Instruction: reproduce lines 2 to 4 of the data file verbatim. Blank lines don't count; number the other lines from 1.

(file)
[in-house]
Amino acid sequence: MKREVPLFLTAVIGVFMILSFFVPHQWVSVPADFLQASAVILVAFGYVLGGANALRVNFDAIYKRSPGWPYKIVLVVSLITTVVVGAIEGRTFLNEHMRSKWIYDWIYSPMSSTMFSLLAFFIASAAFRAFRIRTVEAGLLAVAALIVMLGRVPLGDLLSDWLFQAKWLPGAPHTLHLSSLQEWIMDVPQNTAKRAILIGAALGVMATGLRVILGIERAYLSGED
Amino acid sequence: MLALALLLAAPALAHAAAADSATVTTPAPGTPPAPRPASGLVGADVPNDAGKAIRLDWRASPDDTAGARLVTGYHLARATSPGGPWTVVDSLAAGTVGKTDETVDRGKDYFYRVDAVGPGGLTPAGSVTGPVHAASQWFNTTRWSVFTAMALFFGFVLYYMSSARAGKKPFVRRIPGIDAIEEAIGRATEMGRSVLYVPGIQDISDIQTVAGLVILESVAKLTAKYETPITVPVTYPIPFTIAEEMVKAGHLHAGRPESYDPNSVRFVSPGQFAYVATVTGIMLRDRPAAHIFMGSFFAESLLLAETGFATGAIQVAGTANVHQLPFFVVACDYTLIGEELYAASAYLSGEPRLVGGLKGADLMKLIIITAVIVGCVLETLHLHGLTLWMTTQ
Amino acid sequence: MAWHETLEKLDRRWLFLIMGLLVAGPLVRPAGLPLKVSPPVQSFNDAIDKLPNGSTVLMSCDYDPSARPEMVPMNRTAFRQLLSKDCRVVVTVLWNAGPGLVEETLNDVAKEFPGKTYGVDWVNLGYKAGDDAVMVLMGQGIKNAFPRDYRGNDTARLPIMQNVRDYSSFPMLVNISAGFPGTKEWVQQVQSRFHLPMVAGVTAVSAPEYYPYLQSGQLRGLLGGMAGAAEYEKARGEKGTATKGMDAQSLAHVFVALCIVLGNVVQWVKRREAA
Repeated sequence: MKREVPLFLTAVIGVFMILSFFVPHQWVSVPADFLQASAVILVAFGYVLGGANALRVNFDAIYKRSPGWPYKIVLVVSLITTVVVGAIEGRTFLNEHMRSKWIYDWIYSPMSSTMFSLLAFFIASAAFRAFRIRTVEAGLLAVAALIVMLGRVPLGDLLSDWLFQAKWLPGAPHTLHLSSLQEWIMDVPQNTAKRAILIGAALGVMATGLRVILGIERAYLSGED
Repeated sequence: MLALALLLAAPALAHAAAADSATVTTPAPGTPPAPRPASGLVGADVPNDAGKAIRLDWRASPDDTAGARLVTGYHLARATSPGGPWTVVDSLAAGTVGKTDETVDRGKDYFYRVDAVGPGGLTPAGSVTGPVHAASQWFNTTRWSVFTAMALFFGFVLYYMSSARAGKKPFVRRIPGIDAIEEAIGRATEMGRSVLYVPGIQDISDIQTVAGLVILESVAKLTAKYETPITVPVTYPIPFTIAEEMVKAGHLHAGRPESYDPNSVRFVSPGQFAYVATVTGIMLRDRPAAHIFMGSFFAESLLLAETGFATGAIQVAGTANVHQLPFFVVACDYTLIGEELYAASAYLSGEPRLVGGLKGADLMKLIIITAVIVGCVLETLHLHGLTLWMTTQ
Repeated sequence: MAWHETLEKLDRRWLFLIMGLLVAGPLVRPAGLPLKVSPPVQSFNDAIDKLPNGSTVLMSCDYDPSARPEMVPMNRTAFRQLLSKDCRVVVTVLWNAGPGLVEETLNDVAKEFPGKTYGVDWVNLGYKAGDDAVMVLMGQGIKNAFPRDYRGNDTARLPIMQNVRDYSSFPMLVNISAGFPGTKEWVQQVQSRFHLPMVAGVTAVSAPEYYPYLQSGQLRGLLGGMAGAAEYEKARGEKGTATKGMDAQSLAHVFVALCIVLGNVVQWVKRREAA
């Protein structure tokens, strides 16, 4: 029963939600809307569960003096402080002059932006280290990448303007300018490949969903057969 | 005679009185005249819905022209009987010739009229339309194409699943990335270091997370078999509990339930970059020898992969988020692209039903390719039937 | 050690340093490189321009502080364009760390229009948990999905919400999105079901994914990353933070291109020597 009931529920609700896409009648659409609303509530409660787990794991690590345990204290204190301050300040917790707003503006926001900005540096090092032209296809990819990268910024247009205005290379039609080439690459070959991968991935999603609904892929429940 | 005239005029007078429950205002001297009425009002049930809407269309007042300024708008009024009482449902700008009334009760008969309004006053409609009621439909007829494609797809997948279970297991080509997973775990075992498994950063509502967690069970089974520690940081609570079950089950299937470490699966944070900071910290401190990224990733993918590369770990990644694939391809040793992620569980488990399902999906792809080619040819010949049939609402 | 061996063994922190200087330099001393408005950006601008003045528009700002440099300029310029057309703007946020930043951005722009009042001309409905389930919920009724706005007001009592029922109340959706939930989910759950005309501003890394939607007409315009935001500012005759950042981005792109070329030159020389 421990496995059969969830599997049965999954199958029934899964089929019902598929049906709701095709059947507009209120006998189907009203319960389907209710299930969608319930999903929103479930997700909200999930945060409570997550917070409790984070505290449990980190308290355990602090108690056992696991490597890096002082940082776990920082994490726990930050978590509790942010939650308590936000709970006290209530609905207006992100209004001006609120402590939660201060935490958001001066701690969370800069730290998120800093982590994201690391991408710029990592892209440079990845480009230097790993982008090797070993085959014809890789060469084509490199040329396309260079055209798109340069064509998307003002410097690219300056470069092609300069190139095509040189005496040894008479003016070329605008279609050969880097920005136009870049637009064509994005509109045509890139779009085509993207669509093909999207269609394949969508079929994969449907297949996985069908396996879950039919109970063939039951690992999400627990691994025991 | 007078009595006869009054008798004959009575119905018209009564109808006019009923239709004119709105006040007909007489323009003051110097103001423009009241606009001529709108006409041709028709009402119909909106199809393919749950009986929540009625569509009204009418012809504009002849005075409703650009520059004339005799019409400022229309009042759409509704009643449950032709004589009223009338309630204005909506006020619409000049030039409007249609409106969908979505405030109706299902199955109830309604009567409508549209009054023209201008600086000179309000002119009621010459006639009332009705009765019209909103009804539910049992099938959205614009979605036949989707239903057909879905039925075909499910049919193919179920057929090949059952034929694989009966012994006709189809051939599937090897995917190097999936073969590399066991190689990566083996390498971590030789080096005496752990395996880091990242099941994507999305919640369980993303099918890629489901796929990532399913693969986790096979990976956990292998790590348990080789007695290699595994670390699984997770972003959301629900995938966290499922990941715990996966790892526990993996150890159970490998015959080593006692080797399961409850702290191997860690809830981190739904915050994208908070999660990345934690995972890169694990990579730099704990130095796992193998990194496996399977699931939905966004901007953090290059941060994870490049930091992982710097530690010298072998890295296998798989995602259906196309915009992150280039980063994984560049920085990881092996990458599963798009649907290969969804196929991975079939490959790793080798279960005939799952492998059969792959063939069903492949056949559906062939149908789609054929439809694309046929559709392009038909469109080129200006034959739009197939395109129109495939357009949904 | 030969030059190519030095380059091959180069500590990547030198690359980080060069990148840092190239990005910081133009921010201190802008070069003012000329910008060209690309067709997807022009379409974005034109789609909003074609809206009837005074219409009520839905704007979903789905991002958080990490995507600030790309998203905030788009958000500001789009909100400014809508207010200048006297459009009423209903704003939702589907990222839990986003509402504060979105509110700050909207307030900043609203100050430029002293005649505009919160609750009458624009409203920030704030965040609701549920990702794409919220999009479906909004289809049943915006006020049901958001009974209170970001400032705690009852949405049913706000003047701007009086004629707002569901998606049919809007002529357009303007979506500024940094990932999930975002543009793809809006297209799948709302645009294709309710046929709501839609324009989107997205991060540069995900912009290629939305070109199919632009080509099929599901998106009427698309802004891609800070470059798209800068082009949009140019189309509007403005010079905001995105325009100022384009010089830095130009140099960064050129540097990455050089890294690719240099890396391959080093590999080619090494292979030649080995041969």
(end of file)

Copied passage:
Amino acid sequence: MKREVPLFLTAVIGVFMILSFFVPHQWVSVPADFLQASAVILVAFGYVLGGANALRVNFDAIYKRSPGWPYKIVLVVSLITTVVVGAIEGRTFLNEHMRSKWIYDWIYSPMSSTMFSLLAFFIASAAFRAFRIRTVEAGLLAVAALIVMLGRVPLGDLLSDWLFQAKWLPGAPHTLHLSSLQEWIMDVPQNTAKRAILIGAALGVMATGLRVILGIERAYLSGED
Amino acid sequence: MLALALLLAAPALAHAAAADSATVTTPAPGTPPAPRPASGLVGADVPNDAGKAIRLDWRASPDDTAGARLVTGYHLARATSPGGPWTVVDSLAAGTVGKTDETVDRGKDYFYRVDAVGPGGLTPAGSVTGPVHAASQWFNTTRWSVFTAMALFFGFVLYYMSSARAGKKPFVRRIPGIDAIEEAIGRATEMGRSVLYVPGIQDISDIQTVAGLVILESVAKLTAKYETPITVPVTYPIPFTIAEEMVKAGHLHAGRPESYDPNSVRFVSPGQFAYVATVTGIMLRDRPAAHIFMGSFFAESLLLAETGFATGAIQVAGTANVHQLPFFVVACDYTLIGEELYAASAYLSGEPRLVGGLKGADLMKLIIITAVIVGCVLETLHLHGLTLWMTTQ
Amino acid sequence: MAWHETLEKLDRRWLFLIMGLLVAGPLVRPAGLPLKVSPPVQSFNDAIDKLPNGSTVLMSCDYDPSARPEMVPMNRTAFRQLLSKDCRVVVTVLWNAGPGLVEETLNDVAKEFPGKTYGVDWVNLGYKAGDDAVMVLMGQGIKNAFPRDYRGNDTARLPIMQNVRDYSSFPMLVNISAGFPGTKEWVQQVQSRFHLPMVAGVTAVSAPEYYPYLQSGQLRGLLGGMAGAAEYEKARGEKGTATKGMDAQSLAHVFVALCIVLGNVVQWVKRREAA